Where's Chapter One? Chapter 1 will follow Chapter 2 as the first Chapter is kinda boring compared to the second chapter--hence Chapter 2 is more fun to write.
Chapter Two begins in Lowe's late Monday afternoon. Home Depot won't install water heaters here but Lowe's will. They charge $250 for installation and the clerk painstakingly took me through the "other charges." He ticked off all the various parts that had to accompany the installation and then he said, "And you will need your permit." "Permit?" I mumbled. Yeah, the guy said it was a law you had to have a permit. I sure hadn't heard that one before--ever. Meanwhile, the guy summed up all the costs and pegged the total bill at $600 for a cheap $200 water heater. WOW.
I stumbled out of Lowe's with my head spinning. Yesterday, I resolved to check into the permit gig. It was kinda later afternoon when I got around to going to City Hall's Planning & Building. Yep, the smiling guy said, "You definitely need a permit." He was a little slow on the uptake and admitted I was only the 3rd person he had ever helped to actually get a water heater permit. Hum...that made me wonder. Meanwhile, he called out from his desk, "You're installing this yourself, right?" I stupidly said, "No, I'm gonna have somebody do it." And the guy says, "Well, I think you should do it yourself." I asked why and he said that if I was gonna have somebody else do it, I'd need their name before I could get the permit and that they would have to have a city and state license and bonds and insurance and all of that. He said that if I said I was going to do it, he could issue the permit on the spot and then I could change it later. Nice touch. After paying him $24.55 cents, he gave me all the paperwork.
I noticed right away at the top in bold letters the word "INSPECTION!" Opps. So I asked, "Does it have to be inspected after it's done?" "Oh, you betcha," the guy replied. Well, I did a real long pause and then quietly asked, "Well, what does it have to be inspected FOR, I mean what will they be looking to approve?" Suddenly there was a long pause on the guy's part and he looked at me and said, "Gee, that's a good question, I don't know!"
Both of us kind of stared blankly at each other for awhile and I finally said, "Wel, don't you think it would be a good idea if I KNEW what the inspector would be looking for?" And the guy says, "You know, that's a really good idea, let me go find somebody to talk with you."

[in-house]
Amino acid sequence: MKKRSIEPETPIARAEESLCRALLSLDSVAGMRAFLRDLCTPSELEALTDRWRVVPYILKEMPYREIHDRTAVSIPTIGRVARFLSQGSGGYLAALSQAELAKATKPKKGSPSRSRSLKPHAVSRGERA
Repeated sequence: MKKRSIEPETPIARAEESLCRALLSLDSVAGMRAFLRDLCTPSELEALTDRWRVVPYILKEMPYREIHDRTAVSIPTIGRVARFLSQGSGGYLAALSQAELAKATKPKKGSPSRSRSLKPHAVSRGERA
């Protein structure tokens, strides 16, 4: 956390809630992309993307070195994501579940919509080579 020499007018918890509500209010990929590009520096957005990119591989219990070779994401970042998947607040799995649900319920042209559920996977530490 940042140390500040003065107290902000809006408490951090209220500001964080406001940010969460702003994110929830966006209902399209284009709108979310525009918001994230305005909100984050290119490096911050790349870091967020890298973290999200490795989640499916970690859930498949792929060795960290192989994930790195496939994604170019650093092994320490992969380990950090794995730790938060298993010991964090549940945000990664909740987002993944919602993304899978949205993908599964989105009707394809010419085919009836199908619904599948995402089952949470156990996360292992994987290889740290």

Luckily, the city's legion of inspectors had come in our of the cold and were surfing the internet in their cubicles. The guy I talked to was reading a forum called "This Old House Discussions." He had a nice collection of antique plumber's tools in his cubicle. He was real nice--we've seen him walking on the Greenbelt--and we hit it right off, especially when I quizzed him about "The Rule of Tens."
He ticked off all of the things he would be looking for when he came to inspect the water heater installation--some very important stuff of which I had no idea such as: earthquake straps. Hum...earthquake straps--who knew? The real biggie was the wiring. He'd flunk anything less than 10 gauge wire. Well, I know this one has 12 gauge so there's another chapter in the making right there. He also cautioned me to use a new relief valve and not attempt to reuse the old one or I would flunk. Good stuff he told me.
Meanwhile, we chatted Greenbelt stuff and parted ways. I went across the street to the leather shop and left my paperwork on her counter top. Dummie! Later, I was able to go back and get it. Meanwhile, Susun was volunteering for Habitat for Humanity in their office. Her Supervisor is the realtor who helped us buy this house--a realtor who's been around the block a lot and knows just about everything. The realtor didn't even know that Idaho Falls requried a water heater permit. Ah, so NOW I know why the city guy had written only three of them! Heck, nobody bothers to get a permit and nobody knows whether oyu've done it or not. It's a stealth repair job. See what you get for trying to follow channels?
Meanwhile, I went to the city's Electric Power Division. They finance water heaters. No kidding. Three years, no interest--you get billed on your monthly city bill that includes trash, sewer, water, electricity and VCR repair. Just kidding. I asked teh lady for information and she didn't have any and just said, "Well, what do you want to know?" And I replied with the freaking obvious: "Well, how do you sign up?" And she said, well just go to any place that sells water heaters and they have all the paperwork and know what to do and you don't have to do anything and they do it all and it just shoes up on your bill." Gee, somehow, I imagine that's another chapter in the making, too. Hum...
Meanwhile, our existing water heater is limping along on one element. We can take showers but there's not enough hot water for a full bath. I don't take baths--just showers but baths are essential to Susun's quality of life experience. We're talking one of the Top Five essentials of life itself--things like coffee, chocolate and bubble baths. Uh, huh.
I'm sure this particular Storybook will include numerous chapters. Heck, I;ll bet there's at least five or six chapters just in the "pre-prep" aspect of the story. I'll betcha the installation will be a few chapters all by itself, especially since "The Rule of Tens" is certain to come into play. We will discuss that rule in a separate blog post.
As I said in a prior post about my Monday visit to Lowe's: "I learned more about water heaters than I wanted to know." Something tells me the water heater is only the tip of an iceberg. I suspect the water heater and its cousin issues will be regular visitors to this blog. Boring? Yes. Time consuming? Yes. Unavoidable? Yep. Might as well get used to it--The Great Water Heater Caper is here to stay.